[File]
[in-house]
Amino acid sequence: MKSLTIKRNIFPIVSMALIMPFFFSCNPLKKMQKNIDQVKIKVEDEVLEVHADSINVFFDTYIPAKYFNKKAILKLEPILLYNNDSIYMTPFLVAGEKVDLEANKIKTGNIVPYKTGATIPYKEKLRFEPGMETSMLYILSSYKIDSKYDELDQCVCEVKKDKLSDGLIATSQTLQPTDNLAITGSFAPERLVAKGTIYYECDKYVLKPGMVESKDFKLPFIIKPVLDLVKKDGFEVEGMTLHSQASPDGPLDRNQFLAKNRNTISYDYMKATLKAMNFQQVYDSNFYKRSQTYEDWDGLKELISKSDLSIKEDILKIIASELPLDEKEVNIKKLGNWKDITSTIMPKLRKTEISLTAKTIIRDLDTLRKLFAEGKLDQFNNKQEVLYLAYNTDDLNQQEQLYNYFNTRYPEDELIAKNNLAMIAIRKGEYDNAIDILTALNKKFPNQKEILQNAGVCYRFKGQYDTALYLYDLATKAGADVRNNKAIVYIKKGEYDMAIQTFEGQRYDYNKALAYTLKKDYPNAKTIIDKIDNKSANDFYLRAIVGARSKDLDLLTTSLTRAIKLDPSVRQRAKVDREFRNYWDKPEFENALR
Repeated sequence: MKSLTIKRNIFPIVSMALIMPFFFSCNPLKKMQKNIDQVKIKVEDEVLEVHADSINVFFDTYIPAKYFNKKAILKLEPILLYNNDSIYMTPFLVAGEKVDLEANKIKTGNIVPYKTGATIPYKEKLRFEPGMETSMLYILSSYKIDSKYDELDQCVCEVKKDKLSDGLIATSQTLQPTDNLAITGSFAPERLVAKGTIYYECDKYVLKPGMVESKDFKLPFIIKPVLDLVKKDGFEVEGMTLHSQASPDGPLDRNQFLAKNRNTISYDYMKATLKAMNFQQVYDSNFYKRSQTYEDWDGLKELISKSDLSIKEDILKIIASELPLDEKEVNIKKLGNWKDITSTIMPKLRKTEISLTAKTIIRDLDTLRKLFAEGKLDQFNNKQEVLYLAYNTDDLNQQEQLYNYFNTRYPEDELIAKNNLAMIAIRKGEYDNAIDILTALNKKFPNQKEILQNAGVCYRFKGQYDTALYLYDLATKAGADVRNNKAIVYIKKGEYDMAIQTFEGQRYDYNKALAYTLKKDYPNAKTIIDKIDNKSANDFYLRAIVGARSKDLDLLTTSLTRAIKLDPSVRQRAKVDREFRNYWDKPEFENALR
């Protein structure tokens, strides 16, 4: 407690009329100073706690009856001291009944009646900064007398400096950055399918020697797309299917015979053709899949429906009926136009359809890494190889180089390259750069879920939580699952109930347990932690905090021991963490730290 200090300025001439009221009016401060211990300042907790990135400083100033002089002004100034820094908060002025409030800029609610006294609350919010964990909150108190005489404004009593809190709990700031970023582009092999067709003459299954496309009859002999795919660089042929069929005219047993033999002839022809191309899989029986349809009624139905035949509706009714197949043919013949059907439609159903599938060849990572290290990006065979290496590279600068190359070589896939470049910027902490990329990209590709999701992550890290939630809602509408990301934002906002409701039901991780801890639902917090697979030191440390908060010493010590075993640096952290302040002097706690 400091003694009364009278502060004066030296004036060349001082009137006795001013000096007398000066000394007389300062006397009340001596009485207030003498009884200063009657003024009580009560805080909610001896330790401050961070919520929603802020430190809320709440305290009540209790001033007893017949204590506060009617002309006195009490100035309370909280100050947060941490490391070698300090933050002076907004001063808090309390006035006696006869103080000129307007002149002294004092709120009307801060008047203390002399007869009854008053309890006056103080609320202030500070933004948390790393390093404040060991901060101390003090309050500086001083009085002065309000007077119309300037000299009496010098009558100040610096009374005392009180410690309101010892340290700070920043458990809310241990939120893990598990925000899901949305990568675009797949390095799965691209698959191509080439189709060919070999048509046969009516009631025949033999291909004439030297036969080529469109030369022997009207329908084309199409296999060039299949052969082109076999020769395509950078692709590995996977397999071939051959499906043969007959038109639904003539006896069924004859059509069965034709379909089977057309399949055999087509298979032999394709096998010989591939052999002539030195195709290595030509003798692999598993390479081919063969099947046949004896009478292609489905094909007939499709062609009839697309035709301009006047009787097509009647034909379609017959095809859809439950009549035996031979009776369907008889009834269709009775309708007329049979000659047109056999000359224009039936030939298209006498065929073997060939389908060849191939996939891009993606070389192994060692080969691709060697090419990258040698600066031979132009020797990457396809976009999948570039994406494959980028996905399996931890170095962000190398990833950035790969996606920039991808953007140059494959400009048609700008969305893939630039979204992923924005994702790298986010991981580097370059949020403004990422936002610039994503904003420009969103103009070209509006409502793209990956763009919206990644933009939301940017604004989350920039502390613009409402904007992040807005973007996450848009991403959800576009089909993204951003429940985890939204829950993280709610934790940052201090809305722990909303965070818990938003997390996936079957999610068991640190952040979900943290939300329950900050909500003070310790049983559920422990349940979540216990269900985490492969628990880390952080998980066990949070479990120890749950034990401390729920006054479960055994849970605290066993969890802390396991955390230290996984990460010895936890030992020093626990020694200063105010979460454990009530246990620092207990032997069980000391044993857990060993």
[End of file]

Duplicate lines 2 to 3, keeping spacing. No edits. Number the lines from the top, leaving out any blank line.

Amino acid sequence: MKSLTIKRNIFPIVSMALIMPFFFSCNPLKKMQKNIDQVKIKVEDEVLEVHADSINVFFDTYIPAKYFNKKAILKLEPILLYNNDSIYMTPFLVAGEKVDLEANKIKTGNIVPYKTGATIPYKEKLRFEPGMETSMLYILSSYKIDSKYDELDQCVCEVKKDKLSDGLIATSQTLQPTDNLAITGSFAPERLVAKGTIYYECDKYVLKPGMVESKDFKLPFIIKPVLDLVKKDGFEVEGMTLHSQASPDGPLDRNQFLAKNRNTISYDYMKATLKAMNFQQVYDSNFYKRSQTYEDWDGLKELISKSDLSIKEDILKIIASELPLDEKEVNIKKLGNWKDITSTIMPKLRKTEISLTAKTIIRDLDTLRKLFAEGKLDQFNNKQEVLYLAYNTDDLNQQEQLYNYFNTRYPEDELIAKNNLAMIAIRKGEYDNAIDILTALNKKFPNQKEILQNAGVCYRFKGQYDTALYLYDLATKAGADVRNNKAIVYIKKGEYDMAIQTFEGQRYDYNKALAYTLKKDYPNAKTIIDKIDNKSANDFYLRAIVGARSKDLDLLTTSLTRAIKLDPSVRQRAKVDREFRNYWDKPEFENALR
Repeated sequence: MKSLTIKRNIFPIVSMALIMPFFFSCNPLKKMQKNIDQVKIKVEDEVLEVHADSINVFFDTYIPAKYFNKKAILKLEPILLYNNDSIYMTPFLVAGEKVDLEANKIKTGNIVPYKTGATIPYKEKLRFEPGMETSMLYILSSYKIDSKYDELDQCVCEVKKDKLSDGLIATSQTLQPTDNLAITGSFAPERLVAKGTIYYECDKYVLKPGMVESKDFKLPFIIKPVLDLVKKDGFEVEGMTLHSQASPDGPLDRNQFLAKNRNTISYDYMKATLKAMNFQQVYDSNFYKRSQTYEDWDGLKELISKSDLSIKEDILKIIASELPLDEKEVNIKKLGNWKDITSTIMPKLRKTEISLTAKTIIRDLDTLRKLFAEGKLDQFNNKQEVLYLAYNTDDLNQQEQLYNYFNTRYPEDELIAKNNLAMIAIRKGEYDNAIDILTALNKKFPNQKEILQNAGVCYRFKGQYDTALYLYDLATKAGADVRNNKAIVYIKKGEYDMAIQTFEGQRYDYNKALAYTLKKDYPNAKTIIDKIDNKSANDFYLRAIVGARSKDLDLLTTSLTRAIKLDPSVRQRAKVDREFRNYWDKPEFENALR